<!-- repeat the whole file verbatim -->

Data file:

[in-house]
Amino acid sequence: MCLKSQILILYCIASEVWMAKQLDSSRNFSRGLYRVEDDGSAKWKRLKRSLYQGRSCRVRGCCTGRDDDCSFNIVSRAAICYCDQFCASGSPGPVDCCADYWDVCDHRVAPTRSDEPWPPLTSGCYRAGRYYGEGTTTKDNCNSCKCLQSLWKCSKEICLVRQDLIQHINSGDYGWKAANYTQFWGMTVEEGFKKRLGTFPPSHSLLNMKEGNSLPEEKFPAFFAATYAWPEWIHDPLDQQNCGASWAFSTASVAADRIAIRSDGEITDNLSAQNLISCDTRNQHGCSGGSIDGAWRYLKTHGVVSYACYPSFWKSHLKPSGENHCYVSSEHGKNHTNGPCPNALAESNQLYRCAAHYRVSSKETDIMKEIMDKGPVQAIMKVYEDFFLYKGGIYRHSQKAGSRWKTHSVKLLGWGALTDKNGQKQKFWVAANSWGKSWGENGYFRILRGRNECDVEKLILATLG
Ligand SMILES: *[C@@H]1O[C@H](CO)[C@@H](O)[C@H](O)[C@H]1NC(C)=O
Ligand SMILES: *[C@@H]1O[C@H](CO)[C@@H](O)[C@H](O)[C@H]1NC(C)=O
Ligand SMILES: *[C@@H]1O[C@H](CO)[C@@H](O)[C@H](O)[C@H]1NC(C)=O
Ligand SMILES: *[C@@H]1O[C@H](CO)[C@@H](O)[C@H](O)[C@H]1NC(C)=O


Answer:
[in-house]
Amino acid sequence: MCLKSQILILYCIASEVWMAKQLDSSRNFSRGLYRVEDDGSAKWKRLKRSLYQGRSCRVRGCCTGRDDDCSFNIVSRAAICYCDQFCASGSPGPVDCCADYWDVCDHRVAPTRSDEPWPPLTSGCYRAGRYYGEGTTTKDNCNSCKCLQSLWKCSKEICLVRQDLIQHINSGDYGWKAANYTQFWGMTVEEGFKKRLGTFPPSHSLLNMKEGNSLPEEKFPAFFAATYAWPEWIHDPLDQQNCGASWAFSTASVAADRIAIRSDGEITDNLSAQNLISCDTRNQHGCSGGSIDGAWRYLKTHGVVSYACYPSFWKSHLKPSGENHCYVSSEHGKNHTNGPCPNALAESNQLYRCAAHYRVSSKETDIMKEIMDKGPVQAIMKVYEDFFLYKGGIYRHSQKAGSRWKTHSVKLLGWGALTDKNGQKQKFWVAANSWGKSWGENGYFRILRGRNECDVEKLILATLG
Ligand SMILES: *[C@@H]1O[C@H](CO)[C@@H](O)[C@H](O)[C@H]1NC(C)=O
Ligand SMILES: *[C@@H]1O[C@H](CO)[C@@H](O)[C@H](O)[C@H]1NC(C)=O
Ligand SMILES: *[C@@H]1O[C@H](CO)[C@@H](O)[C@H](O)[C@H]1NC(C)=O
Ligand SMILES: *[C@@H]1O[C@H](CO)[C@@H](O)[C@H](O)[C@H]1NC(C)=O